Other people have serious work plans, “accountability groups,” and severe schedules like alarm clocks that ring every few minutes to remind them they should have written more words. People really dislike writing and that is the difference between them and me.
I do not have a writing problem, I have a research problem since I’ve always been told to stop reading and write; I also have a teaching problem since I’ve always been told to stop teaching and write. These things happened when I was writing and publishing more than anyone I knew at my level. I never understood the reason for the exhortations and this is why they were so devastating.
The result is that I have difficulty concentrating on research, teaching preparation, and grading because I fear the overseer’s voice, and all the shouting and whipping and breaking of furniture that will ensue if I am found doing any of these things rather than write.
That, of course, means that teaching is hard. Rather than prepare, I must muster everything up in the moment from memory and soul, which is exhausting. Preparation of assignments, grading, and so on must be done in a rush, looking over my shoulder at the soldiers who are gaining on me, ready to carry me away if they catch me spending time on teaching activities.
This kind of “corner cutting,” as I have often said, is a false economy but people will keep pontificating about the necessity of it. And the prohibition on research makes writing really hard, as all research must be woven into writing time and nobody can know I spent any time at all just reading and finding documents.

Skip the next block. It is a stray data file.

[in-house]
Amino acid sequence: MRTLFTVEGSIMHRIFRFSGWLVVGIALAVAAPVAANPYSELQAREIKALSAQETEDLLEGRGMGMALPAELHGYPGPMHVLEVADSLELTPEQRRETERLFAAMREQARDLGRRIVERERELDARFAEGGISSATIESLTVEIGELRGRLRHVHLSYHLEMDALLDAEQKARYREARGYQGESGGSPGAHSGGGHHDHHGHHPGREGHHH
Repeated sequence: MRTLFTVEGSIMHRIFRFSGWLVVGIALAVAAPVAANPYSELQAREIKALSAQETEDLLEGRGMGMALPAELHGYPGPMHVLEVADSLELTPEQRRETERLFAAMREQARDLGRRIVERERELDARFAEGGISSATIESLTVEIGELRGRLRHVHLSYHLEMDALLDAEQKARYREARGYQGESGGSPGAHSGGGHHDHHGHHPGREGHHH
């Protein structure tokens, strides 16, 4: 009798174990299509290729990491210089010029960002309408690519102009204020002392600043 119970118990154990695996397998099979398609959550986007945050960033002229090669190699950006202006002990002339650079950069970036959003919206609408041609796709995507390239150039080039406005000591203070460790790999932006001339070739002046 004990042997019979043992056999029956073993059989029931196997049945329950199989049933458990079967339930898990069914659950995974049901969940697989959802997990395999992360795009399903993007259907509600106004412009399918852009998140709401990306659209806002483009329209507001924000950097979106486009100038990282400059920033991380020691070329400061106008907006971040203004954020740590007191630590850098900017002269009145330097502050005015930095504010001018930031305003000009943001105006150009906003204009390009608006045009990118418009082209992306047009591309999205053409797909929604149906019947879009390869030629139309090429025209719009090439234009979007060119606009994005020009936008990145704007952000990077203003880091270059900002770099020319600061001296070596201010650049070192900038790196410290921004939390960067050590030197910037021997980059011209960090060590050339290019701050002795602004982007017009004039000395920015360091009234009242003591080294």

Before I was observed so closely and exhorted so much I would do research, then think, and then write. Life was easy. Now that one is observed by accountability groups and alarm clocks my reaction is, more or less, to try to hide in a closet until the overseer goes away. So, unlike everyone else, I do not have a schedule. I only have a commitment to keep going, to do things every day just as non-guilty people do, to treat myself well, and not to get discouraged.
I have to remember things, and that is why I have this weblog. Today I want to remember
that the Lionnet article in the current issue of Profession is interesting and will be helpful for both of the book reviews I promised to write, and for which I now lack desire since I did not find the books terribly interesting.
I also want to remember Spanish 5 at Cambridge University, and for that matter their
entire undergraduate curriculum and learning resource sites. Some of these are a little old
fashioned, but others are rather avant-garde; the courses are too difficult for our students
but I like them and they are an interesting compass to look at as we redevelop our curriculum.
I want to remember to join the ACLA.